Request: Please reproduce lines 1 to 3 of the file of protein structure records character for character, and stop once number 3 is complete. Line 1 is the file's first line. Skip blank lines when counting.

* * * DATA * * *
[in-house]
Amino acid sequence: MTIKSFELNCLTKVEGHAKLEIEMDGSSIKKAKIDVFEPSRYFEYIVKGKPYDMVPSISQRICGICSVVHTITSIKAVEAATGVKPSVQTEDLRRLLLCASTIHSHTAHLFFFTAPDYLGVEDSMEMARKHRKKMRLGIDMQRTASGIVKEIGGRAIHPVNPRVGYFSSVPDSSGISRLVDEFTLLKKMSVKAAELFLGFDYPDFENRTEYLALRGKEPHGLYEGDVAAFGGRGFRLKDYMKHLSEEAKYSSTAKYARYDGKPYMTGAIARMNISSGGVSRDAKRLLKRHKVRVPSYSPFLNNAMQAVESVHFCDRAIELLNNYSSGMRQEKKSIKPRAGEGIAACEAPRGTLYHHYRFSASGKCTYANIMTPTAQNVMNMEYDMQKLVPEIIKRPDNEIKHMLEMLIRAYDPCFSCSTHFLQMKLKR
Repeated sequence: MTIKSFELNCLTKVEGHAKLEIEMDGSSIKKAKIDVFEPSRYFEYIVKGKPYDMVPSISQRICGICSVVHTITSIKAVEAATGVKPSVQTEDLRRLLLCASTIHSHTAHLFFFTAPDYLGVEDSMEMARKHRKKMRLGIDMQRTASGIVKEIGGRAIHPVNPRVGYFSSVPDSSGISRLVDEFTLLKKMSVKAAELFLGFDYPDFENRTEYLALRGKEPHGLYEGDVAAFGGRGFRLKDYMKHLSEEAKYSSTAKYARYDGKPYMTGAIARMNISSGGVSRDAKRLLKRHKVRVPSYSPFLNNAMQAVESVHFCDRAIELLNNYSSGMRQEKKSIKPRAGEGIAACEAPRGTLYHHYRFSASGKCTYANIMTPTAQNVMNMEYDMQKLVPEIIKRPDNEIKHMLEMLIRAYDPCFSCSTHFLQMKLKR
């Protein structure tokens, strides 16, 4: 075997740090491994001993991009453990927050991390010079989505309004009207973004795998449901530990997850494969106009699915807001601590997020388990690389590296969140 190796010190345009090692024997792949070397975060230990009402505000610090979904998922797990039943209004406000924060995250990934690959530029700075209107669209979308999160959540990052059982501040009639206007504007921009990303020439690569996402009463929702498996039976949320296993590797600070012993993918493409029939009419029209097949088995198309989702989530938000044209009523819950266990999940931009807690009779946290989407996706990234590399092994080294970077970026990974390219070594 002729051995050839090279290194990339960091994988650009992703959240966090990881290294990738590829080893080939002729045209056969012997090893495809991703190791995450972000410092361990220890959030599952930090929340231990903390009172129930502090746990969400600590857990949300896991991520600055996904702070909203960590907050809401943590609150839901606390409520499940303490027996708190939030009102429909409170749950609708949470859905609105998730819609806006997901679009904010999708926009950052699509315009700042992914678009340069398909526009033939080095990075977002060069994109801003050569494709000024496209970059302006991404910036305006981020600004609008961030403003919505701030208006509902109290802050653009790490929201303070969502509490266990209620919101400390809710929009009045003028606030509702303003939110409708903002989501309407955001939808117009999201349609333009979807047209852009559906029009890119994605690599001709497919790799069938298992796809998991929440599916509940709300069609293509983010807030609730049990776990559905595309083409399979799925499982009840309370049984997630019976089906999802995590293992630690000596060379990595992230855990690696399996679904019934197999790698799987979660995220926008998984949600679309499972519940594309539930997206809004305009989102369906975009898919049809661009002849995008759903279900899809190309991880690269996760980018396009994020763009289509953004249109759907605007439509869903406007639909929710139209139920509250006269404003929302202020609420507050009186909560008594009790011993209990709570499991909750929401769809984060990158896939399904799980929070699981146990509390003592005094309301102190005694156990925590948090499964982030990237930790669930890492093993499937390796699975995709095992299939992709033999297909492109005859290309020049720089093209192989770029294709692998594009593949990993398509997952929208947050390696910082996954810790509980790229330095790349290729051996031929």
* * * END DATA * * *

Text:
[in-house]
Amino acid sequence: MTIKSFELNCLTKVEGHAKLEIEMDGSSIKKAKIDVFEPSRYFEYIVKGKPYDMVPSISQRICGICSVVHTITSIKAVEAATGVKPSVQTEDLRRLLLCASTIHSHTAHLFFFTAPDYLGVEDSMEMARKHRKKMRLGIDMQRTASGIVKEIGGRAIHPVNPRVGYFSSVPDSSGISRLVDEFTLLKKMSVKAAELFLGFDYPDFENRTEYLALRGKEPHGLYEGDVAAFGGRGFRLKDYMKHLSEEAKYSSTAKYARYDGKPYMTGAIARMNISSGGVSRDAKRLLKRHKVRVPSYSPFLNNAMQAVESVHFCDRAIELLNNYSSGMRQEKKSIKPRAGEGIAACEAPRGTLYHHYRFSASGKCTYANIMTPTAQNVMNMEYDMQKLVPEIIKRPDNEIKHMLEMLIRAYDPCFSCSTHFLQMKLKR
Repeated sequence: MTIKSFELNCLTKVEGHAKLEIEMDGSSIKKAKIDVFEPSRYFEYIVKGKPYDMVPSISQRICGICSVVHTITSIKAVEAATGVKPSVQTEDLRRLLLCASTIHSHTAHLFFFTAPDYLGVEDSMEMARKHRKKMRLGIDMQRTASGIVKEIGGRAIHPVNPRVGYFSSVPDSSGISRLVDEFTLLKKMSVKAAELFLGFDYPDFENRTEYLALRGKEPHGLYEGDVAAFGGRGFRLKDYMKHLSEEAKYSSTAKYARYDGKPYMTGAIARMNISSGGVSRDAKRLLKRHKVRVPSYSPFLNNAMQAVESVHFCDRAIELLNNYSSGMRQEKKSIKPRAGEGIAACEAPRGTLYHHYRFSASGKCTYANIMTPTAQNVMNMEYDMQKLVPEIIKRPDNEIKHMLEMLIRAYDPCFSCSTHFLQMKLKR